In the message yesterday I shared five ideas from our lives that we believe will help prepare kids for the times when they gain freedom. The hope is that they will love Jesus, learn to live under His authority and the authority of God’s Word, and that they will pursue God’s will and His call on their lives. Here are the five ideas that I shared. But what I hope will happen is that lots of you will jump in on the discussion and add ideas from your family, or that you have read, or that you have seen. I’d love to see this blog have twenty or thirty responses which would give parents and families a long list of ideas for leading kids in this way.
1. Love your spouse. For those who are still married, nothing will go farther in giving kids a sense of belonging and love than having mom and dad flirt, chase each other around the house, kiss in front of them… Of course, they act embarrassed, but the truth is that their seeing parents love each other will help them feel safe as they push away. This is the ideal, but there are some who have gone through the tragedy of divorce. In these cases, I would encourage parents to realize that they can love someone with the love of Christ even if romantic love is not in the equation. Show grace, and honor the parent of your children.
2. Traditions that are tied to religious affections – find family traditions, especially at holidays that help kids see the love of God and grows their love for God. The book Treasuring God in our Traditions (purchase or even read online here) by Noel Piper is a good resource.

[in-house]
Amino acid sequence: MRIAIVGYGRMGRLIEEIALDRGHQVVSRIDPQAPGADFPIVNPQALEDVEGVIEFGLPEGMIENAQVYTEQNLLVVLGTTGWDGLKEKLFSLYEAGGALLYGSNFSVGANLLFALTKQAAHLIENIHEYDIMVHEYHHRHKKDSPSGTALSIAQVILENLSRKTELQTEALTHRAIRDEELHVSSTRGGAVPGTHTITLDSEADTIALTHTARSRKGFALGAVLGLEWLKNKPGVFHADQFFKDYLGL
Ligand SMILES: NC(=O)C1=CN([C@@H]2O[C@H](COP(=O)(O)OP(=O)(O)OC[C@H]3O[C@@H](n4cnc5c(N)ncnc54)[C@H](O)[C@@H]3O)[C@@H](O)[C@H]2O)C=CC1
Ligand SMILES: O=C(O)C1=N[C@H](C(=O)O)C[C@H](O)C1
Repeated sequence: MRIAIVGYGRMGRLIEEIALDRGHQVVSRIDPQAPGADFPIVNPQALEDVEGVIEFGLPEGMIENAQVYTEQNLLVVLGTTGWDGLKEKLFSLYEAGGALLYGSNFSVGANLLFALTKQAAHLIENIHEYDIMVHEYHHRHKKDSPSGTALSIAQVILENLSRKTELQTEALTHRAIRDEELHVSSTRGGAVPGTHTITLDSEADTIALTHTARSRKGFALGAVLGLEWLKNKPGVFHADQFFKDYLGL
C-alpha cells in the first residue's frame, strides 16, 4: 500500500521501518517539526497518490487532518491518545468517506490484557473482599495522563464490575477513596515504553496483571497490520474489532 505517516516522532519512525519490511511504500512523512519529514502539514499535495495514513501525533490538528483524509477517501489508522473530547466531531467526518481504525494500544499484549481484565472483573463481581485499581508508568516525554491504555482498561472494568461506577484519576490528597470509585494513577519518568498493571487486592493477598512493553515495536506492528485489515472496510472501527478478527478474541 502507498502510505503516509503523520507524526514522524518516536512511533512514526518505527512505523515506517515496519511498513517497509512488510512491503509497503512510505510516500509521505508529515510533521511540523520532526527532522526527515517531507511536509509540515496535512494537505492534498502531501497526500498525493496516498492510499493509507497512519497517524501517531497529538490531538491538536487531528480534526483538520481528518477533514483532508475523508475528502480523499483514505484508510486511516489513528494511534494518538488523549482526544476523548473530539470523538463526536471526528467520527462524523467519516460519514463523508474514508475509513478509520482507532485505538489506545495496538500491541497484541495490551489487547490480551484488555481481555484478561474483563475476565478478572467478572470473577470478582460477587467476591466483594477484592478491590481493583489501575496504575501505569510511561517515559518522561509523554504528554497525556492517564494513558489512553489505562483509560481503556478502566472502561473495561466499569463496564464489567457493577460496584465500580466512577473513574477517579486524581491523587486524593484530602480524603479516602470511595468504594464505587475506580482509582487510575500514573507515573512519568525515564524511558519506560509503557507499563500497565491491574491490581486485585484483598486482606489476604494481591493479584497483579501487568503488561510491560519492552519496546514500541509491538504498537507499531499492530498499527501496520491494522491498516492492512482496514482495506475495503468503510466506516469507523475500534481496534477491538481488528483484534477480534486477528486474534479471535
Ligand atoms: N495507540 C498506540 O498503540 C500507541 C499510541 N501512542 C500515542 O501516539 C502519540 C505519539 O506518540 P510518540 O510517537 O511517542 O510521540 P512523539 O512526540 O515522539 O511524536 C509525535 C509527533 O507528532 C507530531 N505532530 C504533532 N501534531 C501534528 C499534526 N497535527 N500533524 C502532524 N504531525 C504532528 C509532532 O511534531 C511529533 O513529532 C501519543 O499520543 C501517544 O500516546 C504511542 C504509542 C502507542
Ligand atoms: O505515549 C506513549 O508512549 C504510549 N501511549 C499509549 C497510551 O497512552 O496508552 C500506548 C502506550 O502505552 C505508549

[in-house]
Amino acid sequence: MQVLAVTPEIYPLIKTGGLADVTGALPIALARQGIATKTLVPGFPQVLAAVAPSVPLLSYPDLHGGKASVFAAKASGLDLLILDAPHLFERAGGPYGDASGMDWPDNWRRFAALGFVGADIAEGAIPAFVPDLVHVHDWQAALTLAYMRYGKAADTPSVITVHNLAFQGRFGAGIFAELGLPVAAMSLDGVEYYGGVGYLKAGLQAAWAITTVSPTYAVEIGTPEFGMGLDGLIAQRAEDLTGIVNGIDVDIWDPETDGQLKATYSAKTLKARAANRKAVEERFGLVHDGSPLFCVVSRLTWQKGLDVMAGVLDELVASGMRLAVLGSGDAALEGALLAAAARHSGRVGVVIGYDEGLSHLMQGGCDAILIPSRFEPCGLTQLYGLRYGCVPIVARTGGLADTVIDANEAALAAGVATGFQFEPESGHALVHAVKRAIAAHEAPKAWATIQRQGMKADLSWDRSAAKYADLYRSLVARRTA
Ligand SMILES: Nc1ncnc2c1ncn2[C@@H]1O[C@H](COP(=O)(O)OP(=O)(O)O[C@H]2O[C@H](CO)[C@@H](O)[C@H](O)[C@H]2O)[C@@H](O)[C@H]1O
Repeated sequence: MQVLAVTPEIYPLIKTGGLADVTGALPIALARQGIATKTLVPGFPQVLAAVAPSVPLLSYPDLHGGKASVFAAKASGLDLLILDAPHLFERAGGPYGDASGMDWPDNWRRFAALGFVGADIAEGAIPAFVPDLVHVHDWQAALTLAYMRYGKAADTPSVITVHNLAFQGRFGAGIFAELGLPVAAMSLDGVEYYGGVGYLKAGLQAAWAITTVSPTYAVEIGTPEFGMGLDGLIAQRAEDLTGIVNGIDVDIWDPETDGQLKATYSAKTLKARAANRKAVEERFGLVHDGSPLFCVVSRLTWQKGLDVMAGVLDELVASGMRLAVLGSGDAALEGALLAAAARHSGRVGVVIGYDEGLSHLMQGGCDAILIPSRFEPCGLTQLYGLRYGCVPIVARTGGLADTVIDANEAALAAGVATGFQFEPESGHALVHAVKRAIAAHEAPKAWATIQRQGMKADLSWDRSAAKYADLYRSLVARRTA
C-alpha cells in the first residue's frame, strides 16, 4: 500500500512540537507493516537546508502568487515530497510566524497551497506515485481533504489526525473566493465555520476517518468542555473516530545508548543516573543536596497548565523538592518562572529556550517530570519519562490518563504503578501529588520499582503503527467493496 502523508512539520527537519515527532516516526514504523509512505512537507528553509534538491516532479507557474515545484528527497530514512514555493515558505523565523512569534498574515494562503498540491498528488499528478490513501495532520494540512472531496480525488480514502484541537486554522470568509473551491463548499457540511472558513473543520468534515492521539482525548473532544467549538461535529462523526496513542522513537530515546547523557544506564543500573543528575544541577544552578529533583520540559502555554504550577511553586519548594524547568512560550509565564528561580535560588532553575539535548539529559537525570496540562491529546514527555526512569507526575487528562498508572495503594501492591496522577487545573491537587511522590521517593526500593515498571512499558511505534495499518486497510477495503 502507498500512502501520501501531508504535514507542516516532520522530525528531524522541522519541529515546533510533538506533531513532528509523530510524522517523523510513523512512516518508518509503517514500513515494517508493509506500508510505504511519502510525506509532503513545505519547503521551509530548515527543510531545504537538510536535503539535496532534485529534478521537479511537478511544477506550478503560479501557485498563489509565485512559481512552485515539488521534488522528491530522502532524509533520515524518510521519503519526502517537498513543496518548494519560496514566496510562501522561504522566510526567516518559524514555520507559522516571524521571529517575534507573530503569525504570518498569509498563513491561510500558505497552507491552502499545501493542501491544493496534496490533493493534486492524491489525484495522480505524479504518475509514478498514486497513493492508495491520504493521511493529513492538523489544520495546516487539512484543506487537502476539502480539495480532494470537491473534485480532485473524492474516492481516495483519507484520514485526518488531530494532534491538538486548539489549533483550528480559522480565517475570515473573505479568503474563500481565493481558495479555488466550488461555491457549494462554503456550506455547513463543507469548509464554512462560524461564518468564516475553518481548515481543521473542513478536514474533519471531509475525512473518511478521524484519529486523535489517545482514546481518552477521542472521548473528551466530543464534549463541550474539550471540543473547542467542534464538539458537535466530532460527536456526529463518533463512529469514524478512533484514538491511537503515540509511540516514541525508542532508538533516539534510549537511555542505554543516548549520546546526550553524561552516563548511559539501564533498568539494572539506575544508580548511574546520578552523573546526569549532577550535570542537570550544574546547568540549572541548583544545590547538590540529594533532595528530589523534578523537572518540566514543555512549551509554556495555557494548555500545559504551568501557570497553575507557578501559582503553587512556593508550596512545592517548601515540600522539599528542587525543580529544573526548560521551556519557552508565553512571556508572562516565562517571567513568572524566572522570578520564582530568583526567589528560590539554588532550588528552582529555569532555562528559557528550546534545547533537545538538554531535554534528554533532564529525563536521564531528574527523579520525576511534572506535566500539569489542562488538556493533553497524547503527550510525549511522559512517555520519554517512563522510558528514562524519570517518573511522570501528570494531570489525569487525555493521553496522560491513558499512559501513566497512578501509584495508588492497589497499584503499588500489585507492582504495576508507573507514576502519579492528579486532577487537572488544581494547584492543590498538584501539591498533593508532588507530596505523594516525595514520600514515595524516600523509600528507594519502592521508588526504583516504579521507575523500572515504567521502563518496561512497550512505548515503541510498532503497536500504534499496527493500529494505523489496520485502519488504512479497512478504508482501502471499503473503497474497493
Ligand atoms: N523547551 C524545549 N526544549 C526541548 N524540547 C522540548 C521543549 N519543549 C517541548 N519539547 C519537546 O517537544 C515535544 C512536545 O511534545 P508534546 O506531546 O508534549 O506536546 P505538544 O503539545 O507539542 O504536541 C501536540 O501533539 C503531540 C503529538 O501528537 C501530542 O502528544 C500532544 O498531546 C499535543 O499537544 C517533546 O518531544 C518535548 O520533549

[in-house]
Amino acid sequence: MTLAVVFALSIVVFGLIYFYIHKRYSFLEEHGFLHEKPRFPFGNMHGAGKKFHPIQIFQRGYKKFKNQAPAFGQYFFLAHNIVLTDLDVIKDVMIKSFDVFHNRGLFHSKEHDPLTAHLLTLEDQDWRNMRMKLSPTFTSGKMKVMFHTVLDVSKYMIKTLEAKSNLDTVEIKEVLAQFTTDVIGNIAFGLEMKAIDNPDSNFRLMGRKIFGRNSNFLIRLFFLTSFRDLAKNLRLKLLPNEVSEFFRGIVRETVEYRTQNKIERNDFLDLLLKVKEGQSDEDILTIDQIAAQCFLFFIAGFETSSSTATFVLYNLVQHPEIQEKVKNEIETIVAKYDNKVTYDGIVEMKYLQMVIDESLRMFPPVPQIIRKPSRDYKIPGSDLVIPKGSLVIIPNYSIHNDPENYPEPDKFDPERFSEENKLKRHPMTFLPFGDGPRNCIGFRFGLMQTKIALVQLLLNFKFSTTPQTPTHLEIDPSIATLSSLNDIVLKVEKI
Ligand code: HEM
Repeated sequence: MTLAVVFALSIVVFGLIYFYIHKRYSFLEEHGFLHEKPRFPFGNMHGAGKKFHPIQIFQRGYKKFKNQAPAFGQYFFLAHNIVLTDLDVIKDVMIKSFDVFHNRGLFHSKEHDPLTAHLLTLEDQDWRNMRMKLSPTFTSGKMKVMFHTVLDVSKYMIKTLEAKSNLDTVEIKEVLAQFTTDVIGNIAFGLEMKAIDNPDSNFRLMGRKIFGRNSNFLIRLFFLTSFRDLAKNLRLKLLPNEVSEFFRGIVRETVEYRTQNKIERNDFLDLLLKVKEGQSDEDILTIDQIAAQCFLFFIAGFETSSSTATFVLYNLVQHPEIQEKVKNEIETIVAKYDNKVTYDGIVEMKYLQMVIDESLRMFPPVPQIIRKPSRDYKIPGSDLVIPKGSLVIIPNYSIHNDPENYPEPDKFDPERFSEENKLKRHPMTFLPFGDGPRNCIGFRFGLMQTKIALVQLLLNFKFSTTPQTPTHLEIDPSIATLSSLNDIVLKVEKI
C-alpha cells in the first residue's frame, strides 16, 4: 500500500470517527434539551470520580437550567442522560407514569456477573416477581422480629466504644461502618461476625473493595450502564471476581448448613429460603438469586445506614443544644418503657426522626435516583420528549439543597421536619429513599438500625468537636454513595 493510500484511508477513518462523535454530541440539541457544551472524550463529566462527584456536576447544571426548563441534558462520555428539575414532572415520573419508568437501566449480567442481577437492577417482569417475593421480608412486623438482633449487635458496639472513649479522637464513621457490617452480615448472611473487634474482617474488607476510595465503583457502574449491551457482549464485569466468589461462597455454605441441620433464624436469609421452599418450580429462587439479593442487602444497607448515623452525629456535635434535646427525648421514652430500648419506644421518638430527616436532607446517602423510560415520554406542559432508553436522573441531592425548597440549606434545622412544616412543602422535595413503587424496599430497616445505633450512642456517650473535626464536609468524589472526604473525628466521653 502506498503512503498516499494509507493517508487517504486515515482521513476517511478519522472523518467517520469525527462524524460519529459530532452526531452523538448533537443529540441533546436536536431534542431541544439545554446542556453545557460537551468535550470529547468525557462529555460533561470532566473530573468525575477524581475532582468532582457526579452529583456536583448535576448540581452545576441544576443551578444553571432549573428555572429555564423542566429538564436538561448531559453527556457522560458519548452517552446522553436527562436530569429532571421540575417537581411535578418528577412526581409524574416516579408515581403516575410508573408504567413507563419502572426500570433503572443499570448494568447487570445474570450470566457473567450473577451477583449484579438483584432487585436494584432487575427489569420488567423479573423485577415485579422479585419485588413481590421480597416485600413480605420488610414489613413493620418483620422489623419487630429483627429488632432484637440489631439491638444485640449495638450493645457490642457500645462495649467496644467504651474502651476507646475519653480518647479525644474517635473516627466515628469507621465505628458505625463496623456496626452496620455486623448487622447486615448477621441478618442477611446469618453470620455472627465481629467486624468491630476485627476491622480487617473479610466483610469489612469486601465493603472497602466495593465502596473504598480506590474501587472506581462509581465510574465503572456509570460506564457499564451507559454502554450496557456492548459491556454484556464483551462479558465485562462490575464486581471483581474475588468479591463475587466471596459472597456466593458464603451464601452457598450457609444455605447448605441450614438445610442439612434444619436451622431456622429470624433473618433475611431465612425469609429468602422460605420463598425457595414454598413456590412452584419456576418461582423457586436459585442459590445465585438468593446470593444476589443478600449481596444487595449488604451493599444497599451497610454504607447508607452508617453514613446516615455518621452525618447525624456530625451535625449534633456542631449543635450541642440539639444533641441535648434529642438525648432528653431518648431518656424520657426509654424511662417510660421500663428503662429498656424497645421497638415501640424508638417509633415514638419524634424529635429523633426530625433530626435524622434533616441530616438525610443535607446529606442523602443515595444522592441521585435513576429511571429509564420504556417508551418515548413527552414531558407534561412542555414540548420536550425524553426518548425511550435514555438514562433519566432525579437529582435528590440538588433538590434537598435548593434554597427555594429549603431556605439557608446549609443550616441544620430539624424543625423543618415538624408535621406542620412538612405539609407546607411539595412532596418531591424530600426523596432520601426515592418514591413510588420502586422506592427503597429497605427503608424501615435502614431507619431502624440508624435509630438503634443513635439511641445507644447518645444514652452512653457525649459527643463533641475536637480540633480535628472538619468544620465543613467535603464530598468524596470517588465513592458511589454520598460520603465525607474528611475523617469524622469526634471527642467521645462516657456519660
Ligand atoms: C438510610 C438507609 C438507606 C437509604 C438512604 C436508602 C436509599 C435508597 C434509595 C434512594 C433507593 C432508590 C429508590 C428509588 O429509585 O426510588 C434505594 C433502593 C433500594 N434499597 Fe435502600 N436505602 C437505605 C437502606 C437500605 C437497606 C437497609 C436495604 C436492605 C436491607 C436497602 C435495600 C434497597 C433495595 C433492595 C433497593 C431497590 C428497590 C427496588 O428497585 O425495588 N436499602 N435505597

3. Have rites of passage – I found it interesting that the NBC Today Show made this point for me this morning. The story told about the impact parental involvement and rites of passage around driving actually increase the safety of teen drivers significantly. The idea of rites of passage is that it is good for kids to wait for important things in life, for parents to do work with the kids in preparation, and then celebrate their cross over into more freedom. Rite of passage celebrations (and waiting) can include issues like a girl getting ear rings or wearing makeup, a purity weekend near the start of middle school, and maybe an adventure trip with teens before they go away to college.
4. Reading with kids – especially reading that will help them spiritually. Here are some types of books to read:
- Of course, read the Bible with them in age appropriate translations
- Read Christian biographies
- Apologetics books – there are several good books that are written for preteens and teens including The Case for a Creator, The Case for Christ, The Case for Faith by Lee Strobel. Buy two copies and read them simultaneously, then discuss each chapter.
- Christian classics – like the Chronicles of Narnia by C. S. Lewis or Pilgrim’s Progress by John Bunyan.
5. Do missions with your kids – take them on mission trip, find local mission projects, serve in a soup kitchen… Another great idea is to begin a missions savings account for your kids so that you can give them an international mission trip somewhere around their junior or senior year of high school.